The next question is this, “Do they have a job?” If not, why? Is it a physical or mental boundary? Let’s provide almost unlimited help. Is it a string of extremely poor decisions or just bad luck? Let’s provide an individually designed solution with an expiration date. Is it because the Welfare State is a disincentive? Cut it off. In the words of Dennis Miller, help the helpless, not the clueless.

    I am a child of the Welfare State. I lost my dad to cancer when I was 16. Social Security, VA and Pell Grants came my way. But there was a limit. Aid ended after the semester that I turned 22. No ifs, ands, buts or Executive Order extensions.

    • #17
  18. Whiskey Sam Inactive
    Whiskey Sam
    @WhiskeySam

    EJHill:

    Whiskey Sam: The questions to be asked are: are peoples basic needs met…

    No. That’s not the primary question. 

    Sorry to cut the rest, but the word limit is what it is.  What I’m getting at is the perceived problem starts with people not being able to meet their basic needs which leads to the why of income inequality.  Before we address income inequality, we need to question the evaluation that they are unable to meet their own basic needs (which includes defining basic needs).  I’m not willing to concede that basic needs aren’t being met without making sure the Left isn’t arbitrarily making that determination based on people having multiple cars, phones for everyone, cable TV, and other things that while nice to have are not basic needs for living.  When I was a child, my family lived on disability for a time after my father was electrocuted so I, too, know the welfare state firsthand.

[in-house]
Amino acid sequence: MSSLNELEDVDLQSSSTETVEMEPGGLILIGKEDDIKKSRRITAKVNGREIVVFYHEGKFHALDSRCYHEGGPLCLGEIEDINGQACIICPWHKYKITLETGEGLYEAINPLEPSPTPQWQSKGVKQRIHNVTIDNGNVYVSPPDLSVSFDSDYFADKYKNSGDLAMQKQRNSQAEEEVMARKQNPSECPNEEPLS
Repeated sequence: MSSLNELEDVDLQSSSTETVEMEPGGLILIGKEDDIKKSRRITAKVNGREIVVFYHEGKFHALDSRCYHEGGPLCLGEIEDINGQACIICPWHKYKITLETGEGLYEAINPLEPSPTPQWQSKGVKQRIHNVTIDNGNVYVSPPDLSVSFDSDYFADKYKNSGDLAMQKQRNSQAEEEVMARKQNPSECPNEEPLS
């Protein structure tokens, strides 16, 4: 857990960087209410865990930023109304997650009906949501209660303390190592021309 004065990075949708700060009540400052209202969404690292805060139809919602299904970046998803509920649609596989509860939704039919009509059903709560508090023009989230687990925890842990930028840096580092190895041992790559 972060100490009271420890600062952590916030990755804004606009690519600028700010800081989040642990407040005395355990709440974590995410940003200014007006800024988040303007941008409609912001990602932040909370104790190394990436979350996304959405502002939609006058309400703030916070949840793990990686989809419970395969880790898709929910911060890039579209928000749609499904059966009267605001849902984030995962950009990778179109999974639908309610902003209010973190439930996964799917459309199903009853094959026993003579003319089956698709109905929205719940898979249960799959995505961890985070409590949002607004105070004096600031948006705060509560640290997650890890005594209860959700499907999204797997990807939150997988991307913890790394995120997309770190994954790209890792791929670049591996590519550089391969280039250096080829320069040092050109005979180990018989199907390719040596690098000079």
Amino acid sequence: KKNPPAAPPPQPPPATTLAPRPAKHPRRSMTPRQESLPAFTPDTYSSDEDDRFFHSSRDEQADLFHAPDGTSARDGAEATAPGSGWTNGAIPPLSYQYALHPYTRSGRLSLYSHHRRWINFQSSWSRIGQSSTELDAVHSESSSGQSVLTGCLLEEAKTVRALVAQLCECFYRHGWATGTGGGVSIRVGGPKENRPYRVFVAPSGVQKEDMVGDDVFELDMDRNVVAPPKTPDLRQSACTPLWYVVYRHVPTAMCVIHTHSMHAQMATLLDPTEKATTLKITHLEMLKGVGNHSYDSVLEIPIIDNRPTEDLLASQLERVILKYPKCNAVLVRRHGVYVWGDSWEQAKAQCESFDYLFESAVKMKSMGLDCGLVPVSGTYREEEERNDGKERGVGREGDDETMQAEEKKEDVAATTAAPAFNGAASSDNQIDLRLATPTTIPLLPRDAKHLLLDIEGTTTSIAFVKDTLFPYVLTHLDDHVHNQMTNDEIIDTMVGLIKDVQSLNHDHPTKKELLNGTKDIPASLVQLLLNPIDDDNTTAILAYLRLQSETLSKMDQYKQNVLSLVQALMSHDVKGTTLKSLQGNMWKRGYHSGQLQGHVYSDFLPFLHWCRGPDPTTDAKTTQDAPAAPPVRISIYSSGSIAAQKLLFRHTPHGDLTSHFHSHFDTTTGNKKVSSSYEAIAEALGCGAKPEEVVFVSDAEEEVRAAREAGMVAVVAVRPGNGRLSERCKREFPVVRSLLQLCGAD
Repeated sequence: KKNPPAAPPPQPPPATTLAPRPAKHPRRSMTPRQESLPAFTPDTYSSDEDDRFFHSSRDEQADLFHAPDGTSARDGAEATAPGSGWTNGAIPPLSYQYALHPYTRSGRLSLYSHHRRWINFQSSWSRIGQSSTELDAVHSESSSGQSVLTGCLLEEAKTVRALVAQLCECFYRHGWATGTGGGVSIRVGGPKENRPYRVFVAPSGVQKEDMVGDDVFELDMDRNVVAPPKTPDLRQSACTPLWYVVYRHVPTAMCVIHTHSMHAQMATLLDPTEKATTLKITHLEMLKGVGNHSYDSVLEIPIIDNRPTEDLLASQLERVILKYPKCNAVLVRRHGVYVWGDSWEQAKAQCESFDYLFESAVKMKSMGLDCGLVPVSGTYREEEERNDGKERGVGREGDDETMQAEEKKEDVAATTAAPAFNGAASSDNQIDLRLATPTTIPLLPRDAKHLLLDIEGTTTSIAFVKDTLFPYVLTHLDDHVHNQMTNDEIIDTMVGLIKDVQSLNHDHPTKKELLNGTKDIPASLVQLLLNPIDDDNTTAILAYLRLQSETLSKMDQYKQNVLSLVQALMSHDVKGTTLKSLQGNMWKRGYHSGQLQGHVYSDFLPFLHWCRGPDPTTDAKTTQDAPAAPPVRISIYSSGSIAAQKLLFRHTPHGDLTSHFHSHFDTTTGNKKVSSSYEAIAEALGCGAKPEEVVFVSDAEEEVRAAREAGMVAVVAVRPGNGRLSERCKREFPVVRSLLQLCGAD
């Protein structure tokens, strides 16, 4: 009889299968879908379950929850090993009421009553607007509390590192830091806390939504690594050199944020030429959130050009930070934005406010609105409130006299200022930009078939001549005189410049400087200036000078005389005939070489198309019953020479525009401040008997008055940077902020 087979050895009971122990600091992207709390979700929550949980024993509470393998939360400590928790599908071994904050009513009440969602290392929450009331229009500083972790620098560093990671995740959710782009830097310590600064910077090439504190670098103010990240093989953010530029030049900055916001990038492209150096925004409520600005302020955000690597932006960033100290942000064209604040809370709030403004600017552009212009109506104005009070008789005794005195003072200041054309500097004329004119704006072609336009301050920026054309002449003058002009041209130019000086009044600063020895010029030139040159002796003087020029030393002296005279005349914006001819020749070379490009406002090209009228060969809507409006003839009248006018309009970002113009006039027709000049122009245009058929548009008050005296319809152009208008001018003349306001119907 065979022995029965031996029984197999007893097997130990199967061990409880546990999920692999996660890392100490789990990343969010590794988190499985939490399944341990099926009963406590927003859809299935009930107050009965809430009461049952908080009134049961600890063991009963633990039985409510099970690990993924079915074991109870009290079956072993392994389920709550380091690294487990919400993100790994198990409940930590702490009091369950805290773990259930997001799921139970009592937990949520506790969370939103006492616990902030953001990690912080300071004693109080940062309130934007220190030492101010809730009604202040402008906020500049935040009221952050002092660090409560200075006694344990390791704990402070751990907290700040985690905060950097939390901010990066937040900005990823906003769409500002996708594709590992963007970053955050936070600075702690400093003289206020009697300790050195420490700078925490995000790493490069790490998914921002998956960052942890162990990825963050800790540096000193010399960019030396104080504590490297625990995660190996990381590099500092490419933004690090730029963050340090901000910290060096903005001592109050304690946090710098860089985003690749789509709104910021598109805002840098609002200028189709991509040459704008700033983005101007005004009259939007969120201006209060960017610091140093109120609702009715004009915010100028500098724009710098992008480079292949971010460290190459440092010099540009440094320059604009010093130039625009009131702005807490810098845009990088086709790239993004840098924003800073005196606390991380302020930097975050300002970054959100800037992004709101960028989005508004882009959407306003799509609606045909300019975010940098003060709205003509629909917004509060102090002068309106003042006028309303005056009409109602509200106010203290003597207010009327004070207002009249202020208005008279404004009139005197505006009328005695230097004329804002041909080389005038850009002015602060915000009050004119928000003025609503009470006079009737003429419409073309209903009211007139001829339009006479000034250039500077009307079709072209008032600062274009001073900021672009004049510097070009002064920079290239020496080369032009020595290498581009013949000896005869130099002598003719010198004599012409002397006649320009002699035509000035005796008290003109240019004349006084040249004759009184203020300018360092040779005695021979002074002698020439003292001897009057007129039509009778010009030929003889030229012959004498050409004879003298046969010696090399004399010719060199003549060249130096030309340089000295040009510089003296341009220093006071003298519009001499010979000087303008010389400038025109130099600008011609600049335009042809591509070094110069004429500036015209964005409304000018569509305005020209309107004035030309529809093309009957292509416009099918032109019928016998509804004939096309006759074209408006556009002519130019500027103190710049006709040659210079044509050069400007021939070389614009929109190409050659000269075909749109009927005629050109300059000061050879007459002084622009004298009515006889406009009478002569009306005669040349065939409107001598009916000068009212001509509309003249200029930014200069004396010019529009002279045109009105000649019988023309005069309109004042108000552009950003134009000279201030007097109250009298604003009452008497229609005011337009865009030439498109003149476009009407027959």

• #18
  19. Ramblin' Lex Inactive
    Ramblin' Lex
    @RamblinLex

    Covetousness is still a sin, but one that’s been turned on its head.  Now the fault lies with the person coveted not the person doing the coveting.

    • #19
  20. RushBabe49 Thatcher
    RushBabe49
    @RushBabe49

    I have always advocated using the term EARNINGS INEQUALITY rather than income inequality.  See the different spin?  “Income” is passive, “earnings” is active.  Put the responsibility where it belongs.

    • #20
  21. Scott Reusser Member
    Scott Reusser
    @ScottR

    A loving God would not regard as a mortal sin the envy felt by a young black kid growing up in the dystopian hell that is East Cleveland,  and a loving conservative should look hard for policies to put him on a more equal footing with the luckier kids in the burbs.

    (Which is not to say we should embrace liberal policy, of course: East Cleveland IS liberal policy.)

    • #21
  22. Raxxalan Member
    Raxxalan
    @Raxxalan

    RushBabe49:

    I have always advocated using the term EARNINGS INEQUALITY rather than income inequality. See the different spin? ”Income” is passive, “earnings” is active. Put the responsibility where it belongs.

     Exactly.  Income isn’t distributed it is earned.  The left has to talk about distribution or their argument falls apart.   No one believes in earnings equality. 

    • #22
  23. Spin Inactive
    Spin
    @Spin

    From a liberal perspective, there are essentially two positions on this subject.  First, the grass roots liberal actually believes in income inequality as the result of a system that favors one group of people over another.  This person sees the system as that parent favoring one child.  They do not believe that hard work will make anyone successful, because they believe the deck is stacked against many folks.  If we are going to have this debate, we ought to understand the mindset.  It’s not the result of totalitarian nor covetous thinking on the part of the grass roots liberal.